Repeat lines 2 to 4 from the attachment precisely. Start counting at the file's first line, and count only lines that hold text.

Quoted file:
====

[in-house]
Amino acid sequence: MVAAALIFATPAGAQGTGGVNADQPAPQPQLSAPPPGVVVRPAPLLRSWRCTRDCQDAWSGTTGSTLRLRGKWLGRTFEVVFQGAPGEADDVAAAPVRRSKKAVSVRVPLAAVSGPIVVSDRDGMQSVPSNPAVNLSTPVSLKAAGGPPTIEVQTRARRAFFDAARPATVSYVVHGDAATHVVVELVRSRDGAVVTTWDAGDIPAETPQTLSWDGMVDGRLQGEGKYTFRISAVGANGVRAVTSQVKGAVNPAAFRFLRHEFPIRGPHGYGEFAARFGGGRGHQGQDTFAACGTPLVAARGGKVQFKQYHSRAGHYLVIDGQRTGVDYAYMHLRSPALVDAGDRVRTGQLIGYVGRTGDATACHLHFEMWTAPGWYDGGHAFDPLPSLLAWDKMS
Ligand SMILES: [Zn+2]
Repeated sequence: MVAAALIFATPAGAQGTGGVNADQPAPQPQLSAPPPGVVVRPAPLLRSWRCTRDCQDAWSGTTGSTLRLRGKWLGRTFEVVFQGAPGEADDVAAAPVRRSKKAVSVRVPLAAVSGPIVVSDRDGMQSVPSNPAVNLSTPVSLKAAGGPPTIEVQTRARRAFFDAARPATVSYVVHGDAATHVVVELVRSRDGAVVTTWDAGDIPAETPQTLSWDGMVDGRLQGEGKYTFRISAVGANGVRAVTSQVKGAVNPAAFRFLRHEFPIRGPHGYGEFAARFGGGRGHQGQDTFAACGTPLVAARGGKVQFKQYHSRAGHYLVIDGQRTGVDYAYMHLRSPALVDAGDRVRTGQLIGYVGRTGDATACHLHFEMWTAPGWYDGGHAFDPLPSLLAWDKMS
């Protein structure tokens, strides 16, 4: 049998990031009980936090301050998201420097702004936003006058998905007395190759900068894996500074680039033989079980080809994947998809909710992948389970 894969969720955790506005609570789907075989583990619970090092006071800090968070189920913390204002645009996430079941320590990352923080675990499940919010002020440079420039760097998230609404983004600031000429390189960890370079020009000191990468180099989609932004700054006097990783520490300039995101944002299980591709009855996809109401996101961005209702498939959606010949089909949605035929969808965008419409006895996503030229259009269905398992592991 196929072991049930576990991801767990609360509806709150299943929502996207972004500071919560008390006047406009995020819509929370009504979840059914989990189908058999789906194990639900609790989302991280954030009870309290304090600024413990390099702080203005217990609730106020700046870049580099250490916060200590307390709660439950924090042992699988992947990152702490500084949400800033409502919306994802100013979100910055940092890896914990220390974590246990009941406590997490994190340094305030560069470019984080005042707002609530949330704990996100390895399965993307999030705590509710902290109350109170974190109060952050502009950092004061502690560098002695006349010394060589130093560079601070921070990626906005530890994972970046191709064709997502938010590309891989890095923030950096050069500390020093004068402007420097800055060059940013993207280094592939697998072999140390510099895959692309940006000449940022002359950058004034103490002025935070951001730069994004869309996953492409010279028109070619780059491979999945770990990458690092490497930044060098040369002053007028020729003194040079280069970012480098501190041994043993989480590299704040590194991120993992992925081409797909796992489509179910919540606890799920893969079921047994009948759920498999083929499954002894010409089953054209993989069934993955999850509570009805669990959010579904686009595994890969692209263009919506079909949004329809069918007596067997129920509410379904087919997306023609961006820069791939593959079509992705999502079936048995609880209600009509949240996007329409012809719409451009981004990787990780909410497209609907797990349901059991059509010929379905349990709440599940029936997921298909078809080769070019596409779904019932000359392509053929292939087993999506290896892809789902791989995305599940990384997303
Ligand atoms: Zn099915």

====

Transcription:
Amino acid sequence: MVAAALIFATPAGAQGTGGVNADQPAPQPQLSAPPPGVVVRPAPLLRSWRCTRDCQDAWSGTTGSTLRLRGKWLGRTFEVVFQGAPGEADDVAAAPVRRSKKAVSVRVPLAAVSGPIVVSDRDGMQSVPSNPAVNLSTPVSLKAAGGPPTIEVQTRARRAFFDAARPATVSYVVHGDAATHVVVELVRSRDGAVVTTWDAGDIPAETPQTLSWDGMVDGRLQGEGKYTFRISAVGANGVRAVTSQVKGAVNPAAFRFLRHEFPIRGPHGYGEFAARFGGGRGHQGQDTFAACGTPLVAARGGKVQFKQYHSRAGHYLVIDGQRTGVDYAYMHLRSPALVDAGDRVRTGQLIGYVGRTGDATACHLHFEMWTAPGWYDGGHAFDPLPSLLAWDKMS
Ligand SMILES: [Zn+2]
Repeated sequence: MVAAALIFATPAGAQGTGGVNADQPAPQPQLSAPPPGVVVRPAPLLRSWRCTRDCQDAWSGTTGSTLRLRGKWLGRTFEVVFQGAPGEADDVAAAPVRRSKKAVSVRVPLAAVSGPIVVSDRDGMQSVPSNPAVNLSTPVSLKAAGGPPTIEVQTRARRAFFDAARPATVSYVVHGDAATHVVVELVRSRDGAVVTTWDAGDIPAETPQTLSWDGMVDGRLQGEGKYTFRISAVGANGVRAVTSQVKGAVNPAAFRFLRHEFPIRGPHGYGEFAARFGGGRGHQGQDTFAACGTPLVAARGGKVQFKQYHSRAGHYLVIDGQRTGVDYAYMHLRSPALVDAGDRVRTGQLIGYVGRTGDATACHLHFEMWTAPGWYDGGHAFDPLPSLLAWDKMS